LANSING -- It's the flourish before the final weekend.
GOP presidential candidate Mitt Romney urged support from the Detroit Economic Club at Ford Field on Friday morning. He refocused his message on the economy, pledging to reduce income tax rates by 20 percent, though independent analysis has shown that could increase the already sizeable deficit.
He also pledged to lower corporate taxes.
"Second, I'm gonna make our business taxation -- the C corporation taxation -- competitive globally," he said. "I'm gonna reduce the corporate tax rate to 25 percent from the current 35 percent."
And Romney took a question about who has the best shot at beating President Obama.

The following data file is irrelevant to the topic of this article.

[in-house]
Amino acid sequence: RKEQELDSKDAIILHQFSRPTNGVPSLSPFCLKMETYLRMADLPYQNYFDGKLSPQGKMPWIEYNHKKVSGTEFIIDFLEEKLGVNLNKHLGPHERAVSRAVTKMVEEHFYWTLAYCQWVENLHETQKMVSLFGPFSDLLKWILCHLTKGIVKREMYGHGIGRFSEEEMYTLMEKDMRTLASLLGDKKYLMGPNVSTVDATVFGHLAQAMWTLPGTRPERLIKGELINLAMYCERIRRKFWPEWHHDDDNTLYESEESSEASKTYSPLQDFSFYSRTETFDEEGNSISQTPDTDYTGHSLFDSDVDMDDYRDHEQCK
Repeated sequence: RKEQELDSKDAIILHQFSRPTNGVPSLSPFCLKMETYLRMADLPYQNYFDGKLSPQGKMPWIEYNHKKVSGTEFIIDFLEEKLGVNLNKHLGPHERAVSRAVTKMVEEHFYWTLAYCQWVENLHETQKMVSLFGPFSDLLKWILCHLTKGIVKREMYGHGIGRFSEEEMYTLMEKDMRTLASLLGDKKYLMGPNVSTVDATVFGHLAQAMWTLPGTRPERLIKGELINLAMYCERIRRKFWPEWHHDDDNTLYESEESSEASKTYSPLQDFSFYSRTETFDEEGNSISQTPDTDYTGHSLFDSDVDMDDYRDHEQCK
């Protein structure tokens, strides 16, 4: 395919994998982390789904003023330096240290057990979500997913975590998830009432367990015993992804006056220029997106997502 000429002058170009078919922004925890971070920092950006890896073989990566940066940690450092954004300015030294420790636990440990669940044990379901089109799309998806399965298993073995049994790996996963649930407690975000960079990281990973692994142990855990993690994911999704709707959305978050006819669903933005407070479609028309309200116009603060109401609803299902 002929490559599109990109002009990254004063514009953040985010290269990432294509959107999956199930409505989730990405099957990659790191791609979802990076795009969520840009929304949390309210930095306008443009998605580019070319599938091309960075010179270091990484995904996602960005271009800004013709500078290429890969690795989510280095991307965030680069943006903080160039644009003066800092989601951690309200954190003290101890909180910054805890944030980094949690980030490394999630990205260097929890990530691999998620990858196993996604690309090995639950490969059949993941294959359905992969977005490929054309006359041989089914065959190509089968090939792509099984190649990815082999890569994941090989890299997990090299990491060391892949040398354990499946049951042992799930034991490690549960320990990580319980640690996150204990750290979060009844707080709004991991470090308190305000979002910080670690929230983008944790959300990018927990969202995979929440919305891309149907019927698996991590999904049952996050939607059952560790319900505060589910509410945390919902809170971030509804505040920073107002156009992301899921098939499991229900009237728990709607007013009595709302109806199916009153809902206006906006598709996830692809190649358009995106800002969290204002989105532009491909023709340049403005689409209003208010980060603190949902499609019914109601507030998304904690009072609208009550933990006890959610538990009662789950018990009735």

"I not only think I have the best chance, I think I have the only chance," he responded.
At Chisholm Hills Golf Club in Lansing, Republicans prepped for Romney's visit there Saturday -- hoping they can help his cause.
"The important thing is finding somebody who can win and beat our current president," said Ingham County Republicans leader Norm Shinkle. "And I personally think Mitt Romney has the best resume and charisma to do that."
Rick Santorum's campaign, meanwhile, was hoping to get a boost from a state-wide bus tour of social conservatives.
"People are looking for the authentic, genuine person that can lead this country and really is pro-life," said Marilyn Musgrave.
They stopped at the Capitol on Friday to drum up votes for Santorum and his anti-abortion credentials.
This as Santorum lashed out at Romney in one ad as a hypocrite, who himself supported earmarks in the past. After all, time is running out to state their case before Tuesday's primary.
The latest polls out Friday show Romney with a 5 percent to 8 percent lead in the polls.
Ron Paul will be campaigning in the state Monday, including at Michigan State University in the evening.
Newt Gingrich has said he will not campaign in the state.